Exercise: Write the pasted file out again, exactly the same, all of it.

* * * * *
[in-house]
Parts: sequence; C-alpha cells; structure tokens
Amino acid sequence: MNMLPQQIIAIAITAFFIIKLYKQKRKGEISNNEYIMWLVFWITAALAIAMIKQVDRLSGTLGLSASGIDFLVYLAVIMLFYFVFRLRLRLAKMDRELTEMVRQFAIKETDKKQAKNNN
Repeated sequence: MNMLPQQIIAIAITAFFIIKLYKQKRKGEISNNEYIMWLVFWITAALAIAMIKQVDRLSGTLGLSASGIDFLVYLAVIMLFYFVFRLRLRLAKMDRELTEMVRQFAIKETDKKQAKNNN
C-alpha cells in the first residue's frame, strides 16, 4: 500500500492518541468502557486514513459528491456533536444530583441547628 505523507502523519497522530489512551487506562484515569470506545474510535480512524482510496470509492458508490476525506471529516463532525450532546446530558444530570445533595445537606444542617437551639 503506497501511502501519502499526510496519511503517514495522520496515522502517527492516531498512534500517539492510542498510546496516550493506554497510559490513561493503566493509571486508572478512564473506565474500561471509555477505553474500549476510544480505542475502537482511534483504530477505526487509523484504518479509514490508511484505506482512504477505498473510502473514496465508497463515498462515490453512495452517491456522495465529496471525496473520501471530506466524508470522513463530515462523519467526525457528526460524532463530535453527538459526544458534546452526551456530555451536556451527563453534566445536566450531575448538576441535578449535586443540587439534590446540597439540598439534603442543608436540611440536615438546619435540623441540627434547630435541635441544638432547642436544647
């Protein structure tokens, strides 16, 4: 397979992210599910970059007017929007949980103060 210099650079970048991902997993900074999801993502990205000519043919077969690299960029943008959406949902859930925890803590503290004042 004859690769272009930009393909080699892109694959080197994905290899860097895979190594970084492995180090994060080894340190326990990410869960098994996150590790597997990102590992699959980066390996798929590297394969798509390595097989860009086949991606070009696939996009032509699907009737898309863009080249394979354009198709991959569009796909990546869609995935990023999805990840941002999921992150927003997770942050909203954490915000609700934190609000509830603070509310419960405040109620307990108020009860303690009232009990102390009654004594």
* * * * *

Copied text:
[in-house]
Parts: sequence; C-alpha cells; structure tokens
Amino acid sequence: MNMLPQQIIAIAITAFFIIKLYKQKRKGEISNNEYIMWLVFWITAALAIAMIKQVDRLSGTLGLSASGIDFLVYLAVIMLFYFVFRLRLRLAKMDRELTEMVRQFAIKETDKKQAKNNN
Repeated sequence: MNMLPQQIIAIAITAFFIIKLYKQKRKGEISNNEYIMWLVFWITAALAIAMIKQVDRLSGTLGLSASGIDFLVYLAVIMLFYFVFRLRLRLAKMDRELTEMVRQFAIKETDKKQAKNNN
C-alpha cells in the first residue's frame, strides 16, 4: 500500500492518541468502557486514513459528491456533536444530583441547628 505523507502523519497522530489512551487506562484515569470506545474510535480512524482510496470509492458508490476525506471529516463532525450532546446530558444530570445533595445537606444542617437551639 503506497501511502501519502499526510496519511503517514495522520496515522502517527492516531498512534500517539492510542498510546496516550493506554497510559490513561493503566493509571486508572478512564473506565474500561471509555477505553474500549476510544480505542475502537482511534483504530477505526487509523484504518479509514490508511484505506482512504477505498473510502473514496465508497463515498462515490453512495452517491456522495465529496471525496473520501471530506466524508470522513463530515462523519467526525457528526460524532463530535453527538459526544458534546452526551456530555451536556451527563453534566445536566450531575448538576441535578449535586443540587439534590446540597439540598439534603442543608436540611440536615438546619435540623441540627434547630435541635441544638432547642436544647
């Protein structure tokens, strides 16, 4: 397979992210599910970059007017929007949980103060 210099650079970048991902997993900074999801993502990205000519043919077969690299960029943008959406949902859930925890803590503290004042 004859690769272009930009393909080699892109694959080197994905290899860097895979190594970084492995180090994060080894340190326990990410869960098994996150590790597997990102590992699959980066390996798929590297394969798509390595097989860009086949991606070009696939996009032509699907009737898309863009080249394979354009198709991959569009796909990546869609995935990023999805990840941002999921992150927003997770942050909203954490915000609700934190609000509830603070509310419960405040109620307990108020009860303690009232009990102390009654004594």